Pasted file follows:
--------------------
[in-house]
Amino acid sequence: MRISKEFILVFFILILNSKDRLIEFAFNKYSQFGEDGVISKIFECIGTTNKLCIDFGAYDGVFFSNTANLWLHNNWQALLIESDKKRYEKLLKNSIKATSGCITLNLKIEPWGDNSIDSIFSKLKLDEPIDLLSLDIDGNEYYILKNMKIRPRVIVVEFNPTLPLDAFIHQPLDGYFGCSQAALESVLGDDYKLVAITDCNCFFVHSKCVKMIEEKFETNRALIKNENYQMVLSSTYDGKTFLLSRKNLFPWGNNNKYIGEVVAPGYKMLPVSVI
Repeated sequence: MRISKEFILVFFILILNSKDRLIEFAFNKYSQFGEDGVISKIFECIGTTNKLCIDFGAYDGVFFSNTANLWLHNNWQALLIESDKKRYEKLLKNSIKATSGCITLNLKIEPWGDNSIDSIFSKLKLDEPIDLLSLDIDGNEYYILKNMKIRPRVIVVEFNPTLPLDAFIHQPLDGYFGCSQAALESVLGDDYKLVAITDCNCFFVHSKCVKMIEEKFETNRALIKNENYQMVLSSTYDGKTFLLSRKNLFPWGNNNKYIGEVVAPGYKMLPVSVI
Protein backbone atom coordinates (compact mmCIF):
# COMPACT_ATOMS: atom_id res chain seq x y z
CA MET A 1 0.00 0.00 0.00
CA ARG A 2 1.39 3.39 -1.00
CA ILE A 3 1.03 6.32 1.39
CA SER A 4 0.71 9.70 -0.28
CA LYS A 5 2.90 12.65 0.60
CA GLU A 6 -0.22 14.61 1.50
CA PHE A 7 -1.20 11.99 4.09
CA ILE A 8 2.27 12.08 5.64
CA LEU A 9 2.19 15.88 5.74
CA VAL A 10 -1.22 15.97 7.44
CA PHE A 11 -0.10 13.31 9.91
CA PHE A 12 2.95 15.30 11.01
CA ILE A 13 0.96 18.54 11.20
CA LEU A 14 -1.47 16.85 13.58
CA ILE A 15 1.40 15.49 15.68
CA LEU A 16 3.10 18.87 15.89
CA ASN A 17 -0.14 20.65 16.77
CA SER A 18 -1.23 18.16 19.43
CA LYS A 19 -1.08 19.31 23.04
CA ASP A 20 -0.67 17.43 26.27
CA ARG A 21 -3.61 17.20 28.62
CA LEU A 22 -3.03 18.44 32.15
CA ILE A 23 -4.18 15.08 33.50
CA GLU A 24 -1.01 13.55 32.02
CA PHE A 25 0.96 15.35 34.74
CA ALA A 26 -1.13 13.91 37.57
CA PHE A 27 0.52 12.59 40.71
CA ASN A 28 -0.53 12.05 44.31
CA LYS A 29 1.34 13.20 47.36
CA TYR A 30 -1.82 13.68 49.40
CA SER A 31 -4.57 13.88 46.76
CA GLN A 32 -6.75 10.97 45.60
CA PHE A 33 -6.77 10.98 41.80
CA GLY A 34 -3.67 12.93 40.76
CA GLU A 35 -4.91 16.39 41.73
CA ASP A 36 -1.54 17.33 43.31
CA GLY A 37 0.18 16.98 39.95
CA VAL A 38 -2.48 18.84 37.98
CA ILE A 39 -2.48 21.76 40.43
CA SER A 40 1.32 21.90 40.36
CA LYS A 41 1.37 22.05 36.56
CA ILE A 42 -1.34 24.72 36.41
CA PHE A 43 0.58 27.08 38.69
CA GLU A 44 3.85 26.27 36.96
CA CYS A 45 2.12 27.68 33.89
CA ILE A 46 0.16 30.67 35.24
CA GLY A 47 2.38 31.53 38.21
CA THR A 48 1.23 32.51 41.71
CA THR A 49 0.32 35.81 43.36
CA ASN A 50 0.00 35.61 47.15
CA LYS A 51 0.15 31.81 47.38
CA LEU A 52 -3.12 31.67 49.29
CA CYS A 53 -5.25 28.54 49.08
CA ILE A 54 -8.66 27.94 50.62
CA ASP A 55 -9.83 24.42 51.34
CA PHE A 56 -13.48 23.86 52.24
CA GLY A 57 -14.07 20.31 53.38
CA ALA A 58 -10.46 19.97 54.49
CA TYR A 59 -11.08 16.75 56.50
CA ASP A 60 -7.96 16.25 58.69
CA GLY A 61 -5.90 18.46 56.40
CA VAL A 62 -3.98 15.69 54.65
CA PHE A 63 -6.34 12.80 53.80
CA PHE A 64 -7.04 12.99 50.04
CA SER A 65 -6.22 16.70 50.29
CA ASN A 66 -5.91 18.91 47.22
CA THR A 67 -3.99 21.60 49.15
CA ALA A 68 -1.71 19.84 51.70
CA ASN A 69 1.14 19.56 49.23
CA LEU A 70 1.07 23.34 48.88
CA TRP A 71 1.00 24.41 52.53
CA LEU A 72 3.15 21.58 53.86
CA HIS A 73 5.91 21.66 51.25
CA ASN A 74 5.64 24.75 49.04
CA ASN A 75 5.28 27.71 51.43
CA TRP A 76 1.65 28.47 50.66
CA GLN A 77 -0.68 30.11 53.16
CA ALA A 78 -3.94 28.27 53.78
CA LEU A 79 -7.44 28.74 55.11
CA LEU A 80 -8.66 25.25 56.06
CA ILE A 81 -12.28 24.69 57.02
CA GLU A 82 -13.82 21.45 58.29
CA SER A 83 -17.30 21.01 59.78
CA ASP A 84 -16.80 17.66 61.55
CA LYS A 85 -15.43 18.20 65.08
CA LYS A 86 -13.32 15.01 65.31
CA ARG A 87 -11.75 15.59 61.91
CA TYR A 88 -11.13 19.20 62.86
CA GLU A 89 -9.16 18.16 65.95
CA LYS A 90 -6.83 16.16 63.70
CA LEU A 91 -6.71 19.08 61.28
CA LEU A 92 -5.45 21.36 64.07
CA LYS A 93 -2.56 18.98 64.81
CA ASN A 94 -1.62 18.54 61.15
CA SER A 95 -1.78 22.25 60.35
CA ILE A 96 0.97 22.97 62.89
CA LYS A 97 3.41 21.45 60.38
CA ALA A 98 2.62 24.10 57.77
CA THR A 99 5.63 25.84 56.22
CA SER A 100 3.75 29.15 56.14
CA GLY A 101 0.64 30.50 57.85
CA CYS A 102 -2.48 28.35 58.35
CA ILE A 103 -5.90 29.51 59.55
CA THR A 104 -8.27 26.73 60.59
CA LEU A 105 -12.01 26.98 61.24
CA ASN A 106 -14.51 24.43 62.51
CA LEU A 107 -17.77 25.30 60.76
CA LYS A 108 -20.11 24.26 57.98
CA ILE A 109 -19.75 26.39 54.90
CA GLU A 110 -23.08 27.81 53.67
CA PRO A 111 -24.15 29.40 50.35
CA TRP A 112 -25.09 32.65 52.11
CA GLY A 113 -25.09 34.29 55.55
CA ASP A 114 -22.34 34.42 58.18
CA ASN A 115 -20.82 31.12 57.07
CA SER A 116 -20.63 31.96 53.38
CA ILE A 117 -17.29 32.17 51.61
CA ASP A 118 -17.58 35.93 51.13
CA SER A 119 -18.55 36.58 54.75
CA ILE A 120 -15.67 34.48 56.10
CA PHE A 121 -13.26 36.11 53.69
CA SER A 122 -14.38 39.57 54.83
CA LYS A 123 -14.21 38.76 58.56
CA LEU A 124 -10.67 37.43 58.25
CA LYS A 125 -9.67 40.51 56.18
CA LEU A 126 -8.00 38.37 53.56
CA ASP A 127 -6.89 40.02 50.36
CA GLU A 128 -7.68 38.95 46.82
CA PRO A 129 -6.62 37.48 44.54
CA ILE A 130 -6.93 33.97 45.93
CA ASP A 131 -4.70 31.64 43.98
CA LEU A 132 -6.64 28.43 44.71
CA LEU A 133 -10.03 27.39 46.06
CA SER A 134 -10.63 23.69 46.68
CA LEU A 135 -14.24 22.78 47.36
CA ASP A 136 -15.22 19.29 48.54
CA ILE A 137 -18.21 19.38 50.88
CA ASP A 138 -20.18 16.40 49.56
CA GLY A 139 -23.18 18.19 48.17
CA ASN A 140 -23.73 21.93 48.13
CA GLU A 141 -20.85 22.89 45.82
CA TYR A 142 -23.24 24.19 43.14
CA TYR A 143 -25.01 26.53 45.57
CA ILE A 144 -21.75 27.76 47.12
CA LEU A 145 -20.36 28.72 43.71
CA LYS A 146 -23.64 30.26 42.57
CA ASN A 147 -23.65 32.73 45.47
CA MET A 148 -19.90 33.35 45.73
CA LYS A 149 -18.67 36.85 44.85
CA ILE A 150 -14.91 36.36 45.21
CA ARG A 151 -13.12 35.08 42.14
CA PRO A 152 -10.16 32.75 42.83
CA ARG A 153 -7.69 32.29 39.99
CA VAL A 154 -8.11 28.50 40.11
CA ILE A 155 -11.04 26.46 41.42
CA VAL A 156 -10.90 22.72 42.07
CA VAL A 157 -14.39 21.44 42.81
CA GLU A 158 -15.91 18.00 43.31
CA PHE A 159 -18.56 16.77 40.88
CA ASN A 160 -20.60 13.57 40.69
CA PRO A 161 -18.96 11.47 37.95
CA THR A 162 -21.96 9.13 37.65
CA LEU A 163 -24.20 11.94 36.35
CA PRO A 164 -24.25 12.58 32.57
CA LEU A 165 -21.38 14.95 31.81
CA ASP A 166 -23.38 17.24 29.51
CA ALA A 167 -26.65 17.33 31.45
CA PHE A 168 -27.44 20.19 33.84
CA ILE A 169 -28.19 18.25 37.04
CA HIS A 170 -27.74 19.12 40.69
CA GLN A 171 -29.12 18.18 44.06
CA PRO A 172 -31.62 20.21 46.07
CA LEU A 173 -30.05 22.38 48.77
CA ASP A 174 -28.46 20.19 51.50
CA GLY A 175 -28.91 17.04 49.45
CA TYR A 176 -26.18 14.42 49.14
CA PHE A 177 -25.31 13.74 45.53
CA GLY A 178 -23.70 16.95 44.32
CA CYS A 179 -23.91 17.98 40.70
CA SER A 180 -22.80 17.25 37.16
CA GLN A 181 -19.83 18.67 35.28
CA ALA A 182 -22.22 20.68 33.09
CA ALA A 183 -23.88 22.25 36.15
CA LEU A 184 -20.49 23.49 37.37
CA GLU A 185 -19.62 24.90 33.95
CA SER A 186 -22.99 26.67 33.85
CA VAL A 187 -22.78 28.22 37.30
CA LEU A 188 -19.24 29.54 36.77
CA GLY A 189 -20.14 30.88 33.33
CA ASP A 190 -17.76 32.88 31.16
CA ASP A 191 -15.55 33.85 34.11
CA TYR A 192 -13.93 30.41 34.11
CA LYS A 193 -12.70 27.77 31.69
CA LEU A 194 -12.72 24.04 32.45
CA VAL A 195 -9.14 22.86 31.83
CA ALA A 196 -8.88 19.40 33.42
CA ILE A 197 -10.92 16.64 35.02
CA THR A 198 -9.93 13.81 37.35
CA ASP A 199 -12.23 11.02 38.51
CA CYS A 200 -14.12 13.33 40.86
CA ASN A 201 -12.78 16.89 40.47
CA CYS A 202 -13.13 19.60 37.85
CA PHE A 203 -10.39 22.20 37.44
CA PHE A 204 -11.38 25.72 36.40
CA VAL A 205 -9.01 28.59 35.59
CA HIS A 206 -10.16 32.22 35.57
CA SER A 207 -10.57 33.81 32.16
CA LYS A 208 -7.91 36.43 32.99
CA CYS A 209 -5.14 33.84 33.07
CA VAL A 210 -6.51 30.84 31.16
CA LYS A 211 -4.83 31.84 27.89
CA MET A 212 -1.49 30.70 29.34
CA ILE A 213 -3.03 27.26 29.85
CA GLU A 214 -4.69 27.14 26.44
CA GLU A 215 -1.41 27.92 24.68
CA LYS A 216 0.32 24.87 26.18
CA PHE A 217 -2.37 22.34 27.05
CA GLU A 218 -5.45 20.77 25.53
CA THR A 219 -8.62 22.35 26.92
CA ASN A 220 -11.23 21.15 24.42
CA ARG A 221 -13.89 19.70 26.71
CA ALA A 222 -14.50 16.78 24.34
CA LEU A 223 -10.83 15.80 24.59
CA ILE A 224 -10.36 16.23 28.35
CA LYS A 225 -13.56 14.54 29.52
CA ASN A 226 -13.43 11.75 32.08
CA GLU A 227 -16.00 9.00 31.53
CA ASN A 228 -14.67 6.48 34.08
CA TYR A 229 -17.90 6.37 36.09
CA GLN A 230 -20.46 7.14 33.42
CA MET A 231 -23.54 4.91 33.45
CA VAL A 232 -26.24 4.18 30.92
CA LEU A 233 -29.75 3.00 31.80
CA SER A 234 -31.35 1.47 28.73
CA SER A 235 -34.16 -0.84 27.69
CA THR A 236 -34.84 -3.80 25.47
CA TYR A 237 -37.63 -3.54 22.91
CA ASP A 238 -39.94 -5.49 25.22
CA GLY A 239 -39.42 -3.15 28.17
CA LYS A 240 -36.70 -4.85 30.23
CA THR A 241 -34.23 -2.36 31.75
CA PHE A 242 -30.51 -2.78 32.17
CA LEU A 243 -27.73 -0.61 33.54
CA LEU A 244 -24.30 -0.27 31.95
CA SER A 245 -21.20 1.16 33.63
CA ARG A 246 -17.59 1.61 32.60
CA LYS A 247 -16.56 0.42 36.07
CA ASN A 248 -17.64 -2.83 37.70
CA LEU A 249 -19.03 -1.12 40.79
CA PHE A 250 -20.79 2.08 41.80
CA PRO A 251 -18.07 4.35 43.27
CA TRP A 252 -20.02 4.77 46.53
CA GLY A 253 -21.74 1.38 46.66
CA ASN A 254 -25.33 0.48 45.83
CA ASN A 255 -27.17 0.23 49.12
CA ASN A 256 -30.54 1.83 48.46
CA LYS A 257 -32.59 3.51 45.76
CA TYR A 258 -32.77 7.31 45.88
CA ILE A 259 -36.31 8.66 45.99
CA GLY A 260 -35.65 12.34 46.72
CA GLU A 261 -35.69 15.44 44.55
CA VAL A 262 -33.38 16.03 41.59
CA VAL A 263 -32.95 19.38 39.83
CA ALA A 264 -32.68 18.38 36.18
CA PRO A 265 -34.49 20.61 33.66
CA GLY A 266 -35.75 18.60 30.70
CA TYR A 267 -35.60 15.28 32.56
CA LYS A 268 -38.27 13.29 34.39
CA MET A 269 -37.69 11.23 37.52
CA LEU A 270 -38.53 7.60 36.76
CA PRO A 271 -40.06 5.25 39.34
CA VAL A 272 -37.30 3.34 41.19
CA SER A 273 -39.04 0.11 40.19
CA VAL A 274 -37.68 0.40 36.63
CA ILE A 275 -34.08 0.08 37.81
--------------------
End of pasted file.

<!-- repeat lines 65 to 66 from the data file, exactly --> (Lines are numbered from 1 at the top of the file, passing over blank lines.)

CA ASP A 60 -7.96 16.25 58.69
CA GLY A 61 -5.90 18.46 56.40